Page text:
NORTHUMBRIAN Water stands to gain a £600,000-a-year windfall from the Redcar steelmaking plant once it is up and running again this autumn.
The news comes as the utilities firm announced a solid performance in its annual results today.
The steel plant was an important source of income for Northumbrian Water before it was mothballed last year, discharging effluent to the firm’s £33m waste-to-energy treatment facility at Bran Sands.
Northumbrian Water chief executive officer Heidi Mottram, who took over from former CEO John Cuthbert last year, said: “We were really pleased when the deal was secured.
“It will make a little bit of difference to us but clearly the big story is that it’s going to bring employment benefits to Teesside. For us as a company, it will be worth somewhere in the region of £600,000 a year.”
That will be a welcome bonus for the company, which had taken a financial hit when the plant was mothballed last year.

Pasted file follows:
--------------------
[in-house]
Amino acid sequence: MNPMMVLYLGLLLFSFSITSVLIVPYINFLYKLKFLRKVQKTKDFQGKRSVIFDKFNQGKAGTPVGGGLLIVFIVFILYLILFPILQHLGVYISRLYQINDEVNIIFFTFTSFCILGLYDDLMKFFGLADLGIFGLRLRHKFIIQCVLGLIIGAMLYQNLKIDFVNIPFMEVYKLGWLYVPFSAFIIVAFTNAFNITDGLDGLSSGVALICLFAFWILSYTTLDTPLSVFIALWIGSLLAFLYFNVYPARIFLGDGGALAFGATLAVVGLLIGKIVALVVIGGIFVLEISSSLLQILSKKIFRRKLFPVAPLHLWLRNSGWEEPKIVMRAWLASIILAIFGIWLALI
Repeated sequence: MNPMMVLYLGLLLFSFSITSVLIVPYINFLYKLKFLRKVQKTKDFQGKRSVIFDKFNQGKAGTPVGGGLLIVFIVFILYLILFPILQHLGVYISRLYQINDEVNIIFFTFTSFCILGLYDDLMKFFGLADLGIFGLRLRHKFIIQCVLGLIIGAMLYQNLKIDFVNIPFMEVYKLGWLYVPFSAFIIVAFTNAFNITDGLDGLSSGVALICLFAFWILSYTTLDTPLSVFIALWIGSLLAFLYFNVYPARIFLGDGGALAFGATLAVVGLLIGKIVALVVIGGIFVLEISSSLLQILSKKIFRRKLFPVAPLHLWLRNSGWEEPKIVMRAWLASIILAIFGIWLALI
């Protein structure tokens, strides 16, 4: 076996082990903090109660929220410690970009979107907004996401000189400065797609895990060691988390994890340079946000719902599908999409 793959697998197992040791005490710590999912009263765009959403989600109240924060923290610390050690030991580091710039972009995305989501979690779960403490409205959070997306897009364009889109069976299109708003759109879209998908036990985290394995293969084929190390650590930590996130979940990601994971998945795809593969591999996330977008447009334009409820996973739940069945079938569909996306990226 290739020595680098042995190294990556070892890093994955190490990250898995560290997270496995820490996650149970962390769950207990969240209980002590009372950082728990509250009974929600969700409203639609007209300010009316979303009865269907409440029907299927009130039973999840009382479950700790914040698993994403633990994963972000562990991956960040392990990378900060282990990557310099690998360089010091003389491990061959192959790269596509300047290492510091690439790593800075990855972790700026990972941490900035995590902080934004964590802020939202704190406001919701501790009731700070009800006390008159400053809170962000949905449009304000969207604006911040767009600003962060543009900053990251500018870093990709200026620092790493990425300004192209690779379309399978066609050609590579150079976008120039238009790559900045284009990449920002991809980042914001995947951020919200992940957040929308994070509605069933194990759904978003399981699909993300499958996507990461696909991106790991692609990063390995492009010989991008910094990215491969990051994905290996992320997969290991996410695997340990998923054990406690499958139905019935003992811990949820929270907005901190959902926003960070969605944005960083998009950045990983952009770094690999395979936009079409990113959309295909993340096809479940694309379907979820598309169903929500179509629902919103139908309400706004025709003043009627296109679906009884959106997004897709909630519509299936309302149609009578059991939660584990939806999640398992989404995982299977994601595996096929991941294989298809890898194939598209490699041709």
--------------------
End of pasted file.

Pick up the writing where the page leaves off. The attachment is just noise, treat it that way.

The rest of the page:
Despite this, Northumbrian Water delivered a strong financial performance in the year to March 31.
Revenues were up 4.7% to £738.1m while pre-tax profits rose to £181m from £170.2m the previous year.
The increases were due to a robust performance by the core water business, which saw revenues rise from £657.8m to £689.4m, and a £40m windfall from water and waste water contracts in Scotland, Ireland and Gibraltar.
Ms Mottram said: “It’s a very solid set of results. We will continue to deliver value to our stakeholders by focusing on our core competencies in water and waste water management. I’m pleased with the progress we have made this year towards achieving that goal.”
She said she was keeping a close eye on regulatory changes that could drive up costs for water firms and prices for consumers.
Later this year the Government is due to publish a White Paper on the Natural Environment and another specifically on water which will cover charging, metering and competition.
It is also keeping a watchful eye on Government plans to transfer certain private drains and sewers into the ownership of water companies.
The firm predicts the move will ramp up its costs by £20m and plans to make that up by hiking prices.
Ms Mottram remained tight-lipped over the new tariffs but said the company could create up to 80 jobs to cope with extra work maintaining drains and sewers.